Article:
Daily Report Monday, November 20, 2006

Daily Highlights

The Los Angeles Times reports the two largest known tunnels on the border that link Nogales, Mexico, with Nogales, Arizona, remain an ongoing tactical problem for authorities to monitor. (See item 14)

The Washington Post reports a new plan to improve information sharing about terrorism establishes a Washington−based threat assessment group that includes federal, state, and local officials, and restructures the way intelligence and other information is handled. (See item 30)

The Associated Press reports three people were shot during what appeared to be a gangland−style confrontation in the food court of the Westfield mall in Annapolis, Maryland. (See item 40)

Information Technology and Telecommunications Sector

35. November 16, eWeek — Exploits surface for MS Patch Day flaws. Proof−of−concept exploit code offering step−by−step instructions to attack worm holes in Microsoft Windows have started appearing on the Internet, prompting a new round of "patch−now−or−else" warnings from computer security experts. The exploits, publicly released on the Milw0rm Website and privately available to partners of penetrating testing firm Immunity, target a pair of critical vulnerabilities patched by Microsoft on Tuesday, November 14. The Milw0rm exploit, released by a hacker called "cocoruder," takes aim at the high−severity bug covered in the MS06−070 bulletin and can be used to launch a network worm against unpatched Windows 2000 systems. Amol Sarwate, manager of the vulnerability research lab at Qualys, is strongly urging businesses running Windows 2000 to test and deploy the MS06−070 patch because of the ease in which a hacker could launch an exploit.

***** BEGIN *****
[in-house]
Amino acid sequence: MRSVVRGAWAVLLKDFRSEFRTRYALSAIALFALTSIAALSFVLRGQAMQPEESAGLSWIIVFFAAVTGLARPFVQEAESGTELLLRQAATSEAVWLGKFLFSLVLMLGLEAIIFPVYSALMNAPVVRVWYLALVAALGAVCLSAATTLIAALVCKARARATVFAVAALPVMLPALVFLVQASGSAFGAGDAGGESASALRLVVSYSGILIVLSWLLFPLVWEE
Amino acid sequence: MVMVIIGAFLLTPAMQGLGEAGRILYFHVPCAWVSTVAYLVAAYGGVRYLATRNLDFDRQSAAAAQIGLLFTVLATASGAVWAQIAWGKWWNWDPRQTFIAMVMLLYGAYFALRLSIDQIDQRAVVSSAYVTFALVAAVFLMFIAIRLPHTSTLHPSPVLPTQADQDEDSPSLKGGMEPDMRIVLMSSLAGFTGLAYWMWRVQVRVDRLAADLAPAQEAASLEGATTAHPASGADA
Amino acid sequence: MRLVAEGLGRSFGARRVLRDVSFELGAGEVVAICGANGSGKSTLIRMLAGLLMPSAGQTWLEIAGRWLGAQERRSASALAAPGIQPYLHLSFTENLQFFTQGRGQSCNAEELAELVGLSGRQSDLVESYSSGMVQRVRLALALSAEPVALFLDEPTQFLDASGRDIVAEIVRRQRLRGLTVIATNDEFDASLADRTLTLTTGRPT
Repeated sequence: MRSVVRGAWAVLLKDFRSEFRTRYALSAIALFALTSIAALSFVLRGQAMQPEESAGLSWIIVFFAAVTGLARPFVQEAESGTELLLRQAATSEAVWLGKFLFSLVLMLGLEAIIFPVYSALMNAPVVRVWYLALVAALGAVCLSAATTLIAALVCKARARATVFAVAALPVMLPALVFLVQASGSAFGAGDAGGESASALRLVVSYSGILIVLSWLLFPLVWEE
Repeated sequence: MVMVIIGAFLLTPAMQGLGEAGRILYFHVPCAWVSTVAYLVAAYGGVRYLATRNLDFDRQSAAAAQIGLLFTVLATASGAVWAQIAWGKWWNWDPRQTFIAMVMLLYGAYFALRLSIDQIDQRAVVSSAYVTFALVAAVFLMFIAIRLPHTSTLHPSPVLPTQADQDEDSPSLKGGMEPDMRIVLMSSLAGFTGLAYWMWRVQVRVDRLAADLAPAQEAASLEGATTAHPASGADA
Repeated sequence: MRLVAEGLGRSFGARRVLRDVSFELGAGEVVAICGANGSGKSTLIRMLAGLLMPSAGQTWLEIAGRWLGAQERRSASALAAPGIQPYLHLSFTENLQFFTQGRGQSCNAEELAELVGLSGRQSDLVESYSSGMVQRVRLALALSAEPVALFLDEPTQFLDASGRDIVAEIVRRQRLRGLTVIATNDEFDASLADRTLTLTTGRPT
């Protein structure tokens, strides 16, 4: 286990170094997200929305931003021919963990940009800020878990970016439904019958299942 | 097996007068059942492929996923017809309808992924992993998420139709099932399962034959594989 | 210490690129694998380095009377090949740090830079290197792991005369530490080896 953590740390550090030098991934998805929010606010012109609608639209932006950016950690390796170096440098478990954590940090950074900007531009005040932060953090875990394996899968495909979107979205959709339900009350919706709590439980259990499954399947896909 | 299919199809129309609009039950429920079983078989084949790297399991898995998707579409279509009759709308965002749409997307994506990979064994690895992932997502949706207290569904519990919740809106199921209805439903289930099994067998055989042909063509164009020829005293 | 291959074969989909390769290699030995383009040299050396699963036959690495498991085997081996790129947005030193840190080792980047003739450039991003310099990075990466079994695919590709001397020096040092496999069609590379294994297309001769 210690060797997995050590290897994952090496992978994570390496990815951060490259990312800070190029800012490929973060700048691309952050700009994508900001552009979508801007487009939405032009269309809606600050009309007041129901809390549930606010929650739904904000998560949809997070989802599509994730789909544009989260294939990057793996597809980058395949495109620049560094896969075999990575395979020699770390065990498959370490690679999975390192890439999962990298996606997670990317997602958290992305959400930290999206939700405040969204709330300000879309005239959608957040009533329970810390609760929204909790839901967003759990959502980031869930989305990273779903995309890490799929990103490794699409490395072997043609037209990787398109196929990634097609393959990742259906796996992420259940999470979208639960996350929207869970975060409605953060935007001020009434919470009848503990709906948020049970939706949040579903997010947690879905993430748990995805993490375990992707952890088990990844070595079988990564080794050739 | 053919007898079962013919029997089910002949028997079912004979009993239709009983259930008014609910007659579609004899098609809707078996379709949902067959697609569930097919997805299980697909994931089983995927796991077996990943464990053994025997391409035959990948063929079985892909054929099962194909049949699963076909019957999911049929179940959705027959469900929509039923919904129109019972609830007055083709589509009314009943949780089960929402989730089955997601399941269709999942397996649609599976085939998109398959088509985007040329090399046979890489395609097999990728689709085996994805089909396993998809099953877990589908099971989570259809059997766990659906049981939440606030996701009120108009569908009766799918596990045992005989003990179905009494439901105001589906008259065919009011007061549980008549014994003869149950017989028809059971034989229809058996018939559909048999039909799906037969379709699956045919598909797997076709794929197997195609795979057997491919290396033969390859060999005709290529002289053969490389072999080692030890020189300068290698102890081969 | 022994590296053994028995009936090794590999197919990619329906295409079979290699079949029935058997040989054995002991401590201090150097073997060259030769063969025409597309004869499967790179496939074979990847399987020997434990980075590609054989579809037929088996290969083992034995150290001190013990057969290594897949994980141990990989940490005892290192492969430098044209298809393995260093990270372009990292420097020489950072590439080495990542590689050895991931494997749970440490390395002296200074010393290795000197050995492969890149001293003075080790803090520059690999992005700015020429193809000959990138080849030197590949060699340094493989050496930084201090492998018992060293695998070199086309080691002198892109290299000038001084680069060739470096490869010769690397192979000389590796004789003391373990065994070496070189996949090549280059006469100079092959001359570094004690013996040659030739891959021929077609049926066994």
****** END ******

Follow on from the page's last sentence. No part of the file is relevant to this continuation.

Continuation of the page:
Milw0rm Website: http://www.milw0rm.com/
Source: http://www.eweek.com/article2/0,1895,2060481,00.asp

36. November 16, Network World — Researchers seek disruption−tolerant nets. Researchers are creating mobile networks that can sustain communications even in the face of broken links and long delays. The quest for such disruption−tolerant networks (DTNs), is being driven by military, scientific and emergency−response wireless networks, which typically lack the connectivity, stability and predictability of conventional wired networks. Instead, researchers say, the hallmarks of a DTN are the very problems that quickly bring a conventional wireless network to its knees: frequent and unpredictable disconnects, changing nearby nodes and very long delays. The trade−off: it takes a lot longer to send and receive data over a DTN.
Source: http://www.networkworld.com/news/2006/111606−dtn.html

37. November 16, IDG News Service — Gartner meeting sees big network role. IT professionals and Gartner Inc. analysts are looking beyond networks to the whole enterprise this week at the research company's Enterprise Networking Summit in Las Vegas. Everything system and application administrators want to do affects networks, especially now that voice and other forms of communication are moving onto IP data networks, participants said Tuesday, November 14. That trend toward unified communications, along with richer Web−based applications and a proliferation of consumer−oriented devices, is among the key issues emerging for enterprise networks in the next few years, Gartner analyst David Willis said in a keynote address. Another looming trend is virtualization of IT resources, which Cisco Systems Inc., Microsoft Corp. and IBM all want to dominate, he said. Together, it spells more chaos on networks, which have always been chaotic, he said. Don't rush into IP telephony, Gartner analyst Jeff Snyder warned attendees in a breakout session. They should have a good reason, such as replacing aging phone systems or building a distributed contact center, before moving in that direction, he said. But network experts will take on a bigger role in overall corporate strategy as the new technology comes in, he added.
Source: http://www.computerworld.com/action/article.do?command=viewA